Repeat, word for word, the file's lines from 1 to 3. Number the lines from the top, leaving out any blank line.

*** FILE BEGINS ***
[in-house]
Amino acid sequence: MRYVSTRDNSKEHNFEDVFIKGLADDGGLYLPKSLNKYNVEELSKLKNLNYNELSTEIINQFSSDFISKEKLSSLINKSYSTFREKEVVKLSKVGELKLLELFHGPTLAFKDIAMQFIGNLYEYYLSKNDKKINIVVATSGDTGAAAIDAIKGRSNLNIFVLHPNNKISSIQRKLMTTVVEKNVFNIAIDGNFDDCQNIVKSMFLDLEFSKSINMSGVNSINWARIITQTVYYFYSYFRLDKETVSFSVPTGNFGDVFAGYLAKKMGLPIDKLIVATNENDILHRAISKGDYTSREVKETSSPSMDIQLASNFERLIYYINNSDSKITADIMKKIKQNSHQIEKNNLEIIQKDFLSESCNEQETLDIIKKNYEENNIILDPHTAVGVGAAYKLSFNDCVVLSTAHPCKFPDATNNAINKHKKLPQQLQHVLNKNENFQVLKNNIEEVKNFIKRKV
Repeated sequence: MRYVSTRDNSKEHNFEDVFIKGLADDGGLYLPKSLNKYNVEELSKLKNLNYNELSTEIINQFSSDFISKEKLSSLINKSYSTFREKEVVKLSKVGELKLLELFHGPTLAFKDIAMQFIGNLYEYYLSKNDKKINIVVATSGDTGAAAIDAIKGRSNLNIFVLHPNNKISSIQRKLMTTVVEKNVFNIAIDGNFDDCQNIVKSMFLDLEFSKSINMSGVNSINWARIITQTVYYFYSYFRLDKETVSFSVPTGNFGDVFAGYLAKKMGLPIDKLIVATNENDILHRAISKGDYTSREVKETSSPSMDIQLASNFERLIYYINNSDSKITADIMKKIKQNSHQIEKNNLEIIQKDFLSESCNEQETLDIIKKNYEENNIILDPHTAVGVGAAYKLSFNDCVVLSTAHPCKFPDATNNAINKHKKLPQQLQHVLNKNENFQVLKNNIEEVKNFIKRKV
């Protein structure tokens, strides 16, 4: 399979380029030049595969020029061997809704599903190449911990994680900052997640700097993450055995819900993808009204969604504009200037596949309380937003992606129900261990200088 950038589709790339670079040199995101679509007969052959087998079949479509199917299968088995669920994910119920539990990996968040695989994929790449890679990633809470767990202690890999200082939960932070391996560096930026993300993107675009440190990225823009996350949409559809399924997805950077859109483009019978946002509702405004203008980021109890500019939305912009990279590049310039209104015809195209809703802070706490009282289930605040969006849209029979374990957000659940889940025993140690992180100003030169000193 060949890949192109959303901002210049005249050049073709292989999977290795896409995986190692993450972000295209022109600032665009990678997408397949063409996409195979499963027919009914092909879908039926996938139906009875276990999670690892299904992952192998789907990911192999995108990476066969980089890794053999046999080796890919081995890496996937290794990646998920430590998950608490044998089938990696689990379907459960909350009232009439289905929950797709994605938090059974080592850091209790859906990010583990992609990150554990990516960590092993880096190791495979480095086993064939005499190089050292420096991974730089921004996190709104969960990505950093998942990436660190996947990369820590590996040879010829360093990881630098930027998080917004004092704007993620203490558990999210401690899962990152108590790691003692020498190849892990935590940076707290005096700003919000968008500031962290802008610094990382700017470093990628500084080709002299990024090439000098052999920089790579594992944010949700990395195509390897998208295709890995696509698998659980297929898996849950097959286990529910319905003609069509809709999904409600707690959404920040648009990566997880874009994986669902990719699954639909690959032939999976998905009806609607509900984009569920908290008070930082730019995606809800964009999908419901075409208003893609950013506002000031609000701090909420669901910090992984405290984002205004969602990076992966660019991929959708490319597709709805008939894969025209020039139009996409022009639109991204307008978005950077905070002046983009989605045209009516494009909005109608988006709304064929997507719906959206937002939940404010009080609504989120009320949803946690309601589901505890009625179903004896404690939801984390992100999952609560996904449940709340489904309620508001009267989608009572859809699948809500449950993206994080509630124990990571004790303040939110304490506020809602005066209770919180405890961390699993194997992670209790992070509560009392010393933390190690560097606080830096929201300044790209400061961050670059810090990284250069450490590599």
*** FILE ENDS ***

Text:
[in-house]
Amino acid sequence: MRYVSTRDNSKEHNFEDVFIKGLADDGGLYLPKSLNKYNVEELSKLKNLNYNELSTEIINQFSSDFISKEKLSSLINKSYSTFREKEVVKLSKVGELKLLELFHGPTLAFKDIAMQFIGNLYEYYLSKNDKKINIVVATSGDTGAAAIDAIKGRSNLNIFVLHPNNKISSIQRKLMTTVVEKNVFNIAIDGNFDDCQNIVKSMFLDLEFSKSINMSGVNSINWARIITQTVYYFYSYFRLDKETVSFSVPTGNFGDVFAGYLAKKMGLPIDKLIVATNENDILHRAISKGDYTSREVKETSSPSMDIQLASNFERLIYYINNSDSKITADIMKKIKQNSHQIEKNNLEIIQKDFLSESCNEQETLDIIKKNYEENNIILDPHTAVGVGAAYKLSFNDCVVLSTAHPCKFPDATNNAINKHKKLPQQLQHVLNKNENFQVLKNNIEEVKNFIKRKV
Repeated sequence: MRYVSTRDNSKEHNFEDVFIKGLADDGGLYLPKSLNKYNVEELSKLKNLNYNELSTEIINQFSSDFISKEKLSSLINKSYSTFREKEVVKLSKVGELKLLELFHGPTLAFKDIAMQFIGNLYEYYLSKNDKKINIVVATSGDTGAAAIDAIKGRSNLNIFVLHPNNKISSIQRKLMTTVVEKNVFNIAIDGNFDDCQNIVKSMFLDLEFSKSINMSGVNSINWARIITQTVYYFYSYFRLDKETVSFSVPTGNFGDVFAGYLAKKMGLPIDKLIVATNENDILHRAISKGDYTSREVKETSSPSMDIQLASNFERLIYYINNSDSKITADIMKKIKQNSHQIEKNNLEIIQKDFLSESCNEQETLDIIKKNYEENNIILDPHTAVGVGAAYKLSFNDCVVLSTAHPCKFPDATNNAINKHKKLPQQLQHVLNKNENFQVLKNNIEEVKNFIKRKV